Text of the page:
Dr. Ryland was the son of the Rev. John Collett Ryland. He was born in Warwick, Jan. 29th. 1753 and died in Bristol, June 25th. 1825. At the age of 28 he was co-pastor with his father at Northampton. In 1794 he accepted the presidency of the Baptist College and the pastorate of the church in Broadmead, Bristol. He held these offices until he died. He was a man of considerable literary culture and was one of the founders of the Baptist Missionary Society. Dr. Ryland's hymns were composed at different times from his sixteenth year to the year of his death. At the age of 20 in 1773, he wrote the first of a series of 100 hymns, most of which were composed to be sung in connection with his sermons.
Julian has some interesting facts about Dr. Rylands hymn, "Ah! I shall soon be dying". This hymn was published with the note, "The following lines passed through the mind of a country minister as he was walking the streets of London, and considering how far several persons appeared now to be advanced in life whom he had known in his youth a very few years back, and how many others of his acquaintance had already been removed."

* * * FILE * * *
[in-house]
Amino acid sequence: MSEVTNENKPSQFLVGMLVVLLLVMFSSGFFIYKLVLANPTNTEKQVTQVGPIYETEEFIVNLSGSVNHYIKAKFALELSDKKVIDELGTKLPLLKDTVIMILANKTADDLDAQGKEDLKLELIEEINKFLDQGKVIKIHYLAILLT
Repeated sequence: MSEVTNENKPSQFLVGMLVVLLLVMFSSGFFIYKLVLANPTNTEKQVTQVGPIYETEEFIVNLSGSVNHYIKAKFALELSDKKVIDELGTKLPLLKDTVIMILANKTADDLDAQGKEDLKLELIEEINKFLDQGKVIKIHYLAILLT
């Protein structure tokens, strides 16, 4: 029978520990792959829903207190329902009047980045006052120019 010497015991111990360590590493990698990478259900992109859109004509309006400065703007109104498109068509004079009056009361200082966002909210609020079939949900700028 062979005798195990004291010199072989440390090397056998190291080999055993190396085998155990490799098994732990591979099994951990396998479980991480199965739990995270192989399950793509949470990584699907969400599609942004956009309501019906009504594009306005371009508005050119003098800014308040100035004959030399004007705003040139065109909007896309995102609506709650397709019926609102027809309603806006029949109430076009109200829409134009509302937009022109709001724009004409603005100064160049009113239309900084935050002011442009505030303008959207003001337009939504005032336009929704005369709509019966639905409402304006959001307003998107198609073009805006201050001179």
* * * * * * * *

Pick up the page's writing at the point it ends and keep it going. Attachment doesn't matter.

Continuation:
"Lord, teach a little child to pray". This simple prayer for a child's use is the most popular and widely used of Dr. Rylands hymns. This hymn and another, "God is very good to me" were written by him at the request of a Mrs. Fuller for the use of her child Sarah, who died May 20th 1786, aged 6 years and 6 months.
"O Lord, I would delight in Thee". Dec. 3rd. 1777. Dr. Ryland added this note to the MS, "I recollect deeper feelings of mind in composing this hymn than perhaps I ever felt in making any other". It is this hymn that is included in 'Spiritual Songs' no. 243. This rendering is the same as Mr. Wigram's rendering in the 1856 edition.
Julian has an interesting comment to make on this beautiful hymn. "Mrs. Anne Dulton, a native of Northampton, wrote a hymn, "The soul's joy in God as its portion". It so much resembles Ryland's fine hymn, "O Lord I would delight in Thee", in both thought and expression that it seems almost certain that, when writing it, he had in his mind, perhaps unconsciously, memories of Mrs. Dulton's composition.
O Lord we would delight in Thee,
And in Thy care depend;
To Thee in every trouble flee,
Our safe, unfailing Friend.
Dr. Ryland's advice to young academicians:
"Mind, no sermon is of any value, or likely to be useful, which has not the three R's in it. — Ruin by the Fall; Redemption by Christ; Regeneration by the Spirit.